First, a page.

It’s important to market to Gen-Zs because they’re already natives to the digital world. Consider that they grew up right before the sudden explosion of Facebook and other types of social media. As they grow and continue to become adolescents and young adults, they’ve grown up alongside social media and other digital evolutions.
These days, social media and the Internet are (perhaps primarily) used for marketing and social engagement. Gen-Zs are comfortable with the web and all the modern marketing strategies that companies currently use to market their products and services online.
Therefore, marketing to Gen-Zs only makes sense, especially since there’s a high likelihood that they’ll engage with your ads or other marketing campaigns more than any other group.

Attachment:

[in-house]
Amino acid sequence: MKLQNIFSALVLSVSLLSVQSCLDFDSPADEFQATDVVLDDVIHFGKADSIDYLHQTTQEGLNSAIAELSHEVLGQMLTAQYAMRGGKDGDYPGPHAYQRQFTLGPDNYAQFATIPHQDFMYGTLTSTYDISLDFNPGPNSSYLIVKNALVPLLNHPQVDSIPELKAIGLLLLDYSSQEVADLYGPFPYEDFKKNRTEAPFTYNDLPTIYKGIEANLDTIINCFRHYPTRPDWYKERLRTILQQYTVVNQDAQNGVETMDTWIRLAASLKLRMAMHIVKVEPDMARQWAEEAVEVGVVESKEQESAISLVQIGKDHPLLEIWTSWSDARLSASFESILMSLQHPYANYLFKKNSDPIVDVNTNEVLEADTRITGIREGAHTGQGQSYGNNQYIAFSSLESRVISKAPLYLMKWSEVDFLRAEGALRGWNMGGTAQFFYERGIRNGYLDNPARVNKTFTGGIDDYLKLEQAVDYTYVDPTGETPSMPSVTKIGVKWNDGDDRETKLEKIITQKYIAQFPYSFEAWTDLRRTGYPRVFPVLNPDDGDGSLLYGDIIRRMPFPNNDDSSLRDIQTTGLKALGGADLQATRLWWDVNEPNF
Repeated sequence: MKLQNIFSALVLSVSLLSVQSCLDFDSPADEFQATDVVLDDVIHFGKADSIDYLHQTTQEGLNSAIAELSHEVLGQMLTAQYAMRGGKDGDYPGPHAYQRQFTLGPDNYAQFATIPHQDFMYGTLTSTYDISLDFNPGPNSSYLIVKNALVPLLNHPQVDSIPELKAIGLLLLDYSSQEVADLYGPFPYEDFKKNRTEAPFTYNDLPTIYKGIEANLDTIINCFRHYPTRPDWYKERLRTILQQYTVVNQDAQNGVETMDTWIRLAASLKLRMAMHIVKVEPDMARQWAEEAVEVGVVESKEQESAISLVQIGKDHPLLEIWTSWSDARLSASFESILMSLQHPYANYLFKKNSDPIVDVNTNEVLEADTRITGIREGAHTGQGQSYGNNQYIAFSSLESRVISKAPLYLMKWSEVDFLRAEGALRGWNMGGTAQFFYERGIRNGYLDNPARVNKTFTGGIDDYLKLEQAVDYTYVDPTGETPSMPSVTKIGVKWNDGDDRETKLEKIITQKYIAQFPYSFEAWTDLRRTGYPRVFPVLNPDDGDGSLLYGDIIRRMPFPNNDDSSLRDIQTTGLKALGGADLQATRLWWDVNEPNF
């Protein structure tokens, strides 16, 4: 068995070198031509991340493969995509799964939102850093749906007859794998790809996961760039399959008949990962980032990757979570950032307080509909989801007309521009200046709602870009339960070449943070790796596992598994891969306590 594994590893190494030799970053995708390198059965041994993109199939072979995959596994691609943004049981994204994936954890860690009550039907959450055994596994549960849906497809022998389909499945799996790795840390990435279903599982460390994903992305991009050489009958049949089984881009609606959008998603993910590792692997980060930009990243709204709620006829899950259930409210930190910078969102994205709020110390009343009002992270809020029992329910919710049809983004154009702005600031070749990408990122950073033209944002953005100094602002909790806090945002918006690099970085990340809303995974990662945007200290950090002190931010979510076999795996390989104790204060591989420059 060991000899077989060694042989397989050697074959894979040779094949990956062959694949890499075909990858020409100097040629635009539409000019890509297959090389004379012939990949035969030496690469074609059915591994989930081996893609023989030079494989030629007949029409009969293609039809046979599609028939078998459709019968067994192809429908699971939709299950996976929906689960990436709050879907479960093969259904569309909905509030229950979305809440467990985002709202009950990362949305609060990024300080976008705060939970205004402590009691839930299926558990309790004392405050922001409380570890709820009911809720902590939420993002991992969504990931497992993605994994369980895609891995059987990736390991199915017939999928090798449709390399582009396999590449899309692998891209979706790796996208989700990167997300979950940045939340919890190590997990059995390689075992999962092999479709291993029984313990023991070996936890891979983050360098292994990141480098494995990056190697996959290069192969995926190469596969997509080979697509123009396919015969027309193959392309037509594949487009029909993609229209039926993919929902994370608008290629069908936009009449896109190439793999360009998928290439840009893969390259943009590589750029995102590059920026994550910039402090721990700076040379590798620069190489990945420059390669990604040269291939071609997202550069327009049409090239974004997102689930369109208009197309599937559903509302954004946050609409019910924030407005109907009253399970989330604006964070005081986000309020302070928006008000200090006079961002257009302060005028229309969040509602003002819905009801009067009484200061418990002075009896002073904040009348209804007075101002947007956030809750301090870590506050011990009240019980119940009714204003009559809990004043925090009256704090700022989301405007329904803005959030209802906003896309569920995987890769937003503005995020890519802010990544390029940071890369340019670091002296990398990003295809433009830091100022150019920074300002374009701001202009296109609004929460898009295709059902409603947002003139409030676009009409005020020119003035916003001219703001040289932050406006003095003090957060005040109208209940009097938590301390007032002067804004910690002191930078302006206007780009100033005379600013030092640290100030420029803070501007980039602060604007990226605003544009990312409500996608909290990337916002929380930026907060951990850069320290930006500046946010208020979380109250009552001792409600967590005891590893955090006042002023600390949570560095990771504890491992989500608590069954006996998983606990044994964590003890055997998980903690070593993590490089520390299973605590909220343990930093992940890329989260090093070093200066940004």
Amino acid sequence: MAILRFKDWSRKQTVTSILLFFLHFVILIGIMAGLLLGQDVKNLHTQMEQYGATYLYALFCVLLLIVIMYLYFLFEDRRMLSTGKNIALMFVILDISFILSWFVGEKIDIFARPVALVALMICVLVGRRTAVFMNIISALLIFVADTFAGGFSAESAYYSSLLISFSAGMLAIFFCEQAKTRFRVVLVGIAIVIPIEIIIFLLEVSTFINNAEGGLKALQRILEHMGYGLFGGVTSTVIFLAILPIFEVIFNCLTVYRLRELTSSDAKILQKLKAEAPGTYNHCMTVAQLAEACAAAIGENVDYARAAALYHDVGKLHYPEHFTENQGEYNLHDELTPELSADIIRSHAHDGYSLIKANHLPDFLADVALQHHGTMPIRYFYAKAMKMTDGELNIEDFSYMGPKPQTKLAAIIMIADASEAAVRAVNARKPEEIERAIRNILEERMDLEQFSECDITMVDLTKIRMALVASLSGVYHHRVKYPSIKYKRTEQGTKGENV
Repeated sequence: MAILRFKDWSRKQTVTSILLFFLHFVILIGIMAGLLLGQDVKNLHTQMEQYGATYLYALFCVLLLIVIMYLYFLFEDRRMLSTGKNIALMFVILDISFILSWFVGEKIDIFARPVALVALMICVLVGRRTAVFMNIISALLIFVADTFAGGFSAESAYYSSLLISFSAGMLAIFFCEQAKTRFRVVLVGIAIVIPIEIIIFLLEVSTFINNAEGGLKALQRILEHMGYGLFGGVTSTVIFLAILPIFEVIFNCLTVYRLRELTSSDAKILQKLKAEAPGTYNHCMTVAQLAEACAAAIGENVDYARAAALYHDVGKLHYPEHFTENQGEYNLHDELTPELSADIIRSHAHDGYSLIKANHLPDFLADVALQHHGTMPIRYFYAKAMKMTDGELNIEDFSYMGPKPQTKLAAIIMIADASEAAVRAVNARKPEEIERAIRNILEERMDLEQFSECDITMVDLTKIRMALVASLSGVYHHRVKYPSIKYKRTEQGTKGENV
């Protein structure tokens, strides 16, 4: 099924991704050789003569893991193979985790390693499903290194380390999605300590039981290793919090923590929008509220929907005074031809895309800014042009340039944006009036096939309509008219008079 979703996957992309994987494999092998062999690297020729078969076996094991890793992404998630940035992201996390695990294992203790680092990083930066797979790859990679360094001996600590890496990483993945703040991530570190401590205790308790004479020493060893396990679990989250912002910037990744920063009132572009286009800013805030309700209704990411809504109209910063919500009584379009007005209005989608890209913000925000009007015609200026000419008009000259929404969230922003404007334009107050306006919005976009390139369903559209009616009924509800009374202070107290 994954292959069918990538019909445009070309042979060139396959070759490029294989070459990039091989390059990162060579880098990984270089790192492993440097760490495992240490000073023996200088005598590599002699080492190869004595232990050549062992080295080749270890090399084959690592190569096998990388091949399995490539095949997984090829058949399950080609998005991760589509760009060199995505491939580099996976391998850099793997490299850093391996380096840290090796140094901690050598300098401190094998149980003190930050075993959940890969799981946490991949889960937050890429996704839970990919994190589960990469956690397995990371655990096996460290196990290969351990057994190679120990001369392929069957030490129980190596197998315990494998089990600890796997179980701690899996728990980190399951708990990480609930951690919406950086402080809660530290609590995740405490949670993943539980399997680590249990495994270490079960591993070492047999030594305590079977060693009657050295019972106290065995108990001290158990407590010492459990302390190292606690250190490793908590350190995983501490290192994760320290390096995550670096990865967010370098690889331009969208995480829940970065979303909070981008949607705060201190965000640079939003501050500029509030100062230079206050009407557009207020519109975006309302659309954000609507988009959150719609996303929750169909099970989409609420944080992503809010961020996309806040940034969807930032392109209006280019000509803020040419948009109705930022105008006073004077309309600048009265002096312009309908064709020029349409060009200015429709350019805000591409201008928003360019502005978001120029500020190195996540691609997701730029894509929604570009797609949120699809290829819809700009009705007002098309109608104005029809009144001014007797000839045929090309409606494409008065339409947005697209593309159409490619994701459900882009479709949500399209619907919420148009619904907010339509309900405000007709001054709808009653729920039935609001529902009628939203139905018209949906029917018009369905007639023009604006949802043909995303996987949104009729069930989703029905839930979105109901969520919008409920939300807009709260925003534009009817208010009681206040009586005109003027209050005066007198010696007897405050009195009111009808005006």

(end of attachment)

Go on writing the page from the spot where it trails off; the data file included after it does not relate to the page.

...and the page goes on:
Other data indicates that Gen-Zs like to buy from companies that represent their social viewpoints or brands that take stands against social injustice. This is all very valuable for any forward-thinking company that wants to capitalize on the newest consumer group that will come to dominate buying power in the next two years.
YOU GET A LOT OF DATA FROM GEN-Z MARKETING
An additional benefit from marketing to Gen-Zs is that you get a lot of extra marketing data you can use for future campaigns. Because the majority of your marketing to Gen-Zs will be online or through social media channels, you’ll be able to collect marketing data and other information about how they spend, what they’re interested in, and how you can tailor your product or service to better suit their needs.